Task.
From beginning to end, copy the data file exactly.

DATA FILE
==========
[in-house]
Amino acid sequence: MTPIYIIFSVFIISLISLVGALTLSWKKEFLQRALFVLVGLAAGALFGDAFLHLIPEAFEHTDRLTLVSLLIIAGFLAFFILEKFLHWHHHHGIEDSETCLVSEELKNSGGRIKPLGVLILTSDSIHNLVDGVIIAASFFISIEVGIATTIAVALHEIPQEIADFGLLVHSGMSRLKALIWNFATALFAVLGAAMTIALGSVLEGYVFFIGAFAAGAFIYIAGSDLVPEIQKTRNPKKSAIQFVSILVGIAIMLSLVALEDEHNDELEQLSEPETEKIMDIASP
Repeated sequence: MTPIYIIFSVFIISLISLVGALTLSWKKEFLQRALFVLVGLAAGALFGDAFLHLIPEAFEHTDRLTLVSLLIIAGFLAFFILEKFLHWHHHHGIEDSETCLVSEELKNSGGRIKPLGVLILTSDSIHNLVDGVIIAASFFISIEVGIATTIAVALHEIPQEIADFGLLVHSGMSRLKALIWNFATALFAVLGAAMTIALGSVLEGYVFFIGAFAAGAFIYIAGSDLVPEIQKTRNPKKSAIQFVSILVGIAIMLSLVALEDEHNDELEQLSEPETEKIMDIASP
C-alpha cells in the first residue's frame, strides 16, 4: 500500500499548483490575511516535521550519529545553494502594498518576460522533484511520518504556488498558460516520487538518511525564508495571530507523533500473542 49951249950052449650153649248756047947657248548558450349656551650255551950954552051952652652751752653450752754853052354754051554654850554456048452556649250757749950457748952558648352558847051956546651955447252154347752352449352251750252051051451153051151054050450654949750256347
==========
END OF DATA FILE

[in-house]
Amino acid sequence: MTPIYIIFSVFIISLISLVGALTLSWKKEFLQRALFVLVGLAAGALFGDAFLHLIPEAFEHTDRLTLVSLLIIAGFLAFFILEKFLHWHHHHGIEDSETCLVSEELKNSGGRIKPLGVLILTSDSIHNLVDGVIIAASFFISIEVGIATTIAVALHEIPQEIADFGLLVHSGMSRLKALIWNFATALFAVLGAAMTIALGSVLEGYVFFIGAFAAGAFIYIAGSDLVPEIQKTRNPKKSAIQFVSILVGIAIMLSLVALEDEHNDELEQLSEPETEKIMDIASP
Repeated sequence: MTPIYIIFSVFIISLISLVGALTLSWKKEFLQRALFVLVGLAAGALFGDAFLHLIPEAFEHTDRLTLVSLLIIAGFLAFFILEKFLHWHHHHGIEDSETCLVSEELKNSGGRIKPLGVLILTSDSIHNLVDGVIIAASFFISIEVGIATTIAVALHEIPQEIADFGLLVHSGMSRLKALIWNFATALFAVLGAAMTIALGSVLEGYVFFIGAFAAGAFIYIAGSDLVPEIQKTRNPKKSAIQFVSILVGIAIMLSLVALEDEHNDELEQLSEPETEKIMDIASP
C-alpha cells in the first residue's frame, strides 16, 4: 500500500499548483490575511516535521550519529545553494502594498518576460522533484511520518504556488498558460516520487538518511525564508495571530507523533500473542 49951249950052449650153649248756047947657248548558450349656551650255551950954552051952652652751752653450752754853052354754051554654850554456048452556649250757749950457748952558648352558847051956546651955447252154347752352449352251750252051051451153051151054050450654949750256347